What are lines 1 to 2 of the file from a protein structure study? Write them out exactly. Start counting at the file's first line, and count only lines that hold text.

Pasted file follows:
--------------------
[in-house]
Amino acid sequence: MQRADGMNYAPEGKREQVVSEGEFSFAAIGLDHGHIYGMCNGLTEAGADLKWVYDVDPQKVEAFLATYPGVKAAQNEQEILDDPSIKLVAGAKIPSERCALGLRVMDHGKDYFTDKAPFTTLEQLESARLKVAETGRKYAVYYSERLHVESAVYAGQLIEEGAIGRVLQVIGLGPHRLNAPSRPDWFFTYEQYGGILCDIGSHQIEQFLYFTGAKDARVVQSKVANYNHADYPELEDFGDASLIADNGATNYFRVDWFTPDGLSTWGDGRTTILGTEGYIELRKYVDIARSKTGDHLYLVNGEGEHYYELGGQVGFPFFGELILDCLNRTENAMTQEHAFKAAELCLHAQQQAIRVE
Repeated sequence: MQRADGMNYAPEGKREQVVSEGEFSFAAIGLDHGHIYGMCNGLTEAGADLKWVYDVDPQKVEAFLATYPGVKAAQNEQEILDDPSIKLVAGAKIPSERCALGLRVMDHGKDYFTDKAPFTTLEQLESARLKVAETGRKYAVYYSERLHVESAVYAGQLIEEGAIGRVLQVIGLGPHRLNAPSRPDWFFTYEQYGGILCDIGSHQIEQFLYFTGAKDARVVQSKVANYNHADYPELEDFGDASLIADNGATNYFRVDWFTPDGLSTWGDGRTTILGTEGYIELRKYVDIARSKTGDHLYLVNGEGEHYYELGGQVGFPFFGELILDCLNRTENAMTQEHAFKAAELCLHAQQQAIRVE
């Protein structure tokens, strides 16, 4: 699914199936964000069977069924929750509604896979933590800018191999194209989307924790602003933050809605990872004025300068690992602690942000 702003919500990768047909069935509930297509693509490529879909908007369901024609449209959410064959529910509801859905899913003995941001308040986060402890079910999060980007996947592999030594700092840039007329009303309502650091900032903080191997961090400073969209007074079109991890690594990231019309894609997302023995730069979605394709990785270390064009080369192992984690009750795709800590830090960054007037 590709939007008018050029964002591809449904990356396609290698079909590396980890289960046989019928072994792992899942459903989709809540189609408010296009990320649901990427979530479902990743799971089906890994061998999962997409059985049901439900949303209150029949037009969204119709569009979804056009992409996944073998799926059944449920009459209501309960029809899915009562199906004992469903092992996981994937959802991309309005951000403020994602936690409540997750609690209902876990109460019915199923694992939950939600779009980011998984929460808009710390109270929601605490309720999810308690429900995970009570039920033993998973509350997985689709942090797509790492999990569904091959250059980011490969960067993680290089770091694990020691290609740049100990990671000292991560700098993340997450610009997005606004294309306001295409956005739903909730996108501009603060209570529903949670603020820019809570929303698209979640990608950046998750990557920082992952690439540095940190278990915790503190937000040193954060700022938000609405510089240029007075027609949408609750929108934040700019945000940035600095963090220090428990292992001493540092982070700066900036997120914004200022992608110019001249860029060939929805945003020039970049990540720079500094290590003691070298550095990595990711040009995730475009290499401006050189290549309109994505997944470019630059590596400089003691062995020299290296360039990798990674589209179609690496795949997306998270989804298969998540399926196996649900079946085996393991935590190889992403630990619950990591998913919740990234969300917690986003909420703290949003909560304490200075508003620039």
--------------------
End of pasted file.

[in-house]
Amino acid sequence: MQRADGMNYAPEGKREQVVSEGEFSFAAIGLDHGHIYGMCNGLTEAGADLKWVYDVDPQKVEAFLATYPGVKAAQNEQEILDDPSIKLVAGAKIPSERCALGLRVMDHGKDYFTDKAPFTTLEQLESARLKVAETGRKYAVYYSERLHVESAVYAGQLIEEGAIGRVLQVIGLGPHRLNAPSRPDWFFTYEQYGGILCDIGSHQIEQFLYFTGAKDARVVQSKVANYNHADYPELEDFGDASLIADNGATNYFRVDWFTPDGLSTWGDGRTTILGTEGYIELRKYVDIARSKTGDHLYLVNGEGEHYYELGGQVGFPFFGELILDCLNRTENAMTQEHAFKAAELCLHAQQQAIRVE